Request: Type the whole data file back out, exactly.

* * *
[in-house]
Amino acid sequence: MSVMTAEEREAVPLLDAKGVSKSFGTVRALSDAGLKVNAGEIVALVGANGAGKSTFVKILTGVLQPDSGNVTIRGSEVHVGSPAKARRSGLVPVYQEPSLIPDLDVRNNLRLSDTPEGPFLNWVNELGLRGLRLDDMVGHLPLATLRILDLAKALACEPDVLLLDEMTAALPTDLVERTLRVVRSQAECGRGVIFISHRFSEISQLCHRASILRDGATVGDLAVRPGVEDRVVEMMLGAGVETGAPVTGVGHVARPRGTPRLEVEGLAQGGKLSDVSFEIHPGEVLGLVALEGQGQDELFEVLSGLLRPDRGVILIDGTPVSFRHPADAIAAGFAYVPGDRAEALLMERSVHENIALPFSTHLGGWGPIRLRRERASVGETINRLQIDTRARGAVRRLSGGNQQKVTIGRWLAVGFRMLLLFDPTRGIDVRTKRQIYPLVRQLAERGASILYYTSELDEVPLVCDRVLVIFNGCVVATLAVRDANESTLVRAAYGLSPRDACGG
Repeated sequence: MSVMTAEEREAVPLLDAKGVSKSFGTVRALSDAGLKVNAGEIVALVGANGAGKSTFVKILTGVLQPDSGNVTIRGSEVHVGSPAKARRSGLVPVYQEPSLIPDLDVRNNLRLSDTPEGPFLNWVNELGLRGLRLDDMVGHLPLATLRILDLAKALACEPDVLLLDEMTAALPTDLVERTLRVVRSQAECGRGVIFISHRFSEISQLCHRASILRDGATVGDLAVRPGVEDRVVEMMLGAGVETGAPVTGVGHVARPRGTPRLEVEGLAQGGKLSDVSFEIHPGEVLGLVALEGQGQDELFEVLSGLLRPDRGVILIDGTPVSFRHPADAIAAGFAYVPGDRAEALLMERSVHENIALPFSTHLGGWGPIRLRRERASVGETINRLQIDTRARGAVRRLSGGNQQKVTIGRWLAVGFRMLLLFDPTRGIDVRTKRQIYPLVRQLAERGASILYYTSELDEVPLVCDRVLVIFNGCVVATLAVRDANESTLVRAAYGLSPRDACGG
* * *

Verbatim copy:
[in-house]
Amino acid sequence: MSVMTAEEREAVPLLDAKGVSKSFGTVRALSDAGLKVNAGEIVALVGANGAGKSTFVKILTGVLQPDSGNVTIRGSEVHVGSPAKARRSGLVPVYQEPSLIPDLDVRNNLRLSDTPEGPFLNWVNELGLRGLRLDDMVGHLPLATLRILDLAKALACEPDVLLLDEMTAALPTDLVERTLRVVRSQAECGRGVIFISHRFSEISQLCHRASILRDGATVGDLAVRPGVEDRVVEMMLGAGVETGAPVTGVGHVARPRGTPRLEVEGLAQGGKLSDVSFEIHPGEVLGLVALEGQGQDELFEVLSGLLRPDRGVILIDGTPVSFRHPADAIAAGFAYVPGDRAEALLMERSVHENIALPFSTHLGGWGPIRLRRERASVGETINRLQIDTRARGAVRRLSGGNQQKVTIGRWLAVGFRMLLLFDPTRGIDVRTKRQIYPLVRQLAERGASILYYTSELDEVPLVCDRVLVIFNGCVVATLAVRDANESTLVRAAYGLSPRDACGG
Repeated sequence: MSVMTAEEREAVPLLDAKGVSKSFGTVRALSDAGLKVNAGEIVALVGANGAGKSTFVKILTGVLQPDSGNVTIRGSEVHVGSPAKARRSGLVPVYQEPSLIPDLDVRNNLRLSDTPEGPFLNWVNELGLRGLRLDDMVGHLPLATLRILDLAKALACEPDVLLLDEMTAALPTDLVERTLRVVRSQAECGRGVIFISHRFSEISQLCHRASILRDGATVGDLAVRPGVEDRVVEMMLGAGVETGAPVTGVGHVARPRGTPRLEVEGLAQGGKLSDVSFEIHPGEVLGLVALEGQGQDELFEVLSGLLRPDRGVILIDGTPVSFRHPADAIAAGFAYVPGDRAEALLMERSVHENIALPFSTHLGGWGPIRLRRERASVGETINRLQIDTRARGAVRRLSGGNQQKVTIGRWLAVGFRMLLLFDPTRGIDVRTKRQIYPLVRQLAERGASILYYTSELDEVPLVCDRVLVIFNGCVVATLAVRDANESTLVRAAYGLSPRDACGG